I don't even think paying my visa bill this morning will dampen these fond memories.....

We are blessed, truly.

Friday, March 28, 2008

Winding Down in Beijing

Well, this adventure is winding down,and our goal to cover a lot of territory today was dampened by rain which started late morning. We headed to Beihei Park, one of the private gardens of Emperors and his family. It is just outside the Forbidden city and we had never been. WHAT A TREAT! Even with gray skies it was lovely and we spent a number of hours walking around the lake, clibming hills and getting great views of the city.

Zoe and Mae, after encouragement in their provinces from various people, now insist on kneeling before Buddha, bowing three times, making a prayer or having a moment of silent contemplation, then dropping 5 RMB into the donation box. They search out prayer wheels and think carefully about what they pray for (No toy or DS/Gameboy requests allowed). Zoe got quite into it, and began asking me a number of questions about the various reincarnations of the Buddha, and my intro to world religions university class began to fail me quite quickly. Living in Asia for so long you would think that I would know these things. I hope her interest lasts.

Got a phone call from my mom about this point, and our Watsonville friend, Hunter. We rented paddle boats to take out onto the lake and it began to rain hard just as we pulled away from the dock. Then the winds began, and I had a horrible vision of us being lost at "sea" (Well, it IS supposed to represent the ocean) and having to be towed in at great expense by the boat staff with all the locals looking on getting their jollies at our expense. We paddled hard and our ride on the lake lasted a total of 10 minutes. But the girls enjoyed it..until they started getting soaked and freezing.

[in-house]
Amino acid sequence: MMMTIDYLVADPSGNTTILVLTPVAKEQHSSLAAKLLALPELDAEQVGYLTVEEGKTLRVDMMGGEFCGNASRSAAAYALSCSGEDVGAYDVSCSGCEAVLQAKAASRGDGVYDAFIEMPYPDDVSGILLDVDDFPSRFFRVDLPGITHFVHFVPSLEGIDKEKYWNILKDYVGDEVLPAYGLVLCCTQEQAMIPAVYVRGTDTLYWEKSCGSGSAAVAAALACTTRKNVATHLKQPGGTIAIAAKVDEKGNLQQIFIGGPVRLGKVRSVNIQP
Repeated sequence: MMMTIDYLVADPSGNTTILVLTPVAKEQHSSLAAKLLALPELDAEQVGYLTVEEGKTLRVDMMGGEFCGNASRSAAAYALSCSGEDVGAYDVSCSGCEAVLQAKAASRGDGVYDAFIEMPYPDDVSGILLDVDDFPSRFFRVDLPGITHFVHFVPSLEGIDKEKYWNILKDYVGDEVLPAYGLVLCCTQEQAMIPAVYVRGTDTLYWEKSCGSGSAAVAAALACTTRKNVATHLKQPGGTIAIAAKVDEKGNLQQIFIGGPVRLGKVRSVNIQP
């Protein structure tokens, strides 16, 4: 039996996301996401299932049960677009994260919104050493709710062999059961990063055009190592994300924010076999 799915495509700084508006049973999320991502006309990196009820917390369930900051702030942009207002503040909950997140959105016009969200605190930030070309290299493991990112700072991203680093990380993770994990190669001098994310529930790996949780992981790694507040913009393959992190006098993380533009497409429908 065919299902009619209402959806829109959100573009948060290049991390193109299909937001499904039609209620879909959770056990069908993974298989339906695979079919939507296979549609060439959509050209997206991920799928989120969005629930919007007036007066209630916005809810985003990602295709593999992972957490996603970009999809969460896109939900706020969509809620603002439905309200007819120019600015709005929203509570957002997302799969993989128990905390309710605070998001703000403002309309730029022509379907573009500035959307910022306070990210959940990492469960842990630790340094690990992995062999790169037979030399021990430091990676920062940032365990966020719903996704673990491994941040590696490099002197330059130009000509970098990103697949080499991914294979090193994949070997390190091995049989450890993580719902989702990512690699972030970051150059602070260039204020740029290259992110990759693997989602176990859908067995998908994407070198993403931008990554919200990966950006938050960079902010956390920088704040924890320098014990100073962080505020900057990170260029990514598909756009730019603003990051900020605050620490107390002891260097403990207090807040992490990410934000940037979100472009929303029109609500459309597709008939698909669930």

I forgot what a royal pain in the butt trying to find a taxi in the rain KL at least it was 80 degrees....not so today and poor Mae, who stubbornly refuses to wear socks and anything but a sweater, was shaking like a leaf by the time we found a cab. Give us another parent of the year award for our planning, but we did have plenty of toilet paper this time.

Just desperate to get inside, I pulled out an old business card for the Shard Box shop near Ritan Park..God, I LOVE this shop, and Ian hadn't been. He now loves it too. Fascinating place and the owner had lots of time to talk with us about various items. When we were both engrossed in looking at jewelry with 2000 year old coins, porcelain beads and other cool stuff, the staff took Zoe and Mae outside, around the corner to the building's lock communal pit toilet. Where else would you let a stranger take your kids to the toilet...LOL. Zoe continues to assimilate quite well, and is so proud of her squatting abilities...she can go alone. Not so Mae, who continues to sometimes call them Squish Toilets and prefers to have me dangle her over the loo to do her business. My back is quite shot after two weeks of this.

We then walked, in the drizzle, to the NEW silk alley market, a frightening experience of 4-5 stories of hundreds of stalls, and according to my guidebook, sees upwards of 20K people a day(!!!). We got jackets (SURPRISE) a few teeshirts, and a gift or two...ran into a line of stall workers all from ChaoHu (I tested the veracity of this with info that only us ChaoHu insiders could know). Zoe got horribly embarrassed because these girls and couple of guys made a HUGE deal out of her. Pissed Mae off and she began to slide into a funk. Add this to the 2 1/2 hour search for a taxi, and you can guess the rest.

We had 'room service' tonight (nice food ordered at a restaurant down the hutong and delivered to our room, along with another bottle of wine.....) packed our bags so that we are not rushed tomorrow, and will call it a night.

I know we said we wouldn't be back for at least five years, but we are once again planning a trip sooner rather than later. At breakfast this morning, almost every group was doing the same.....kind of funny.

But once China gets in your blood......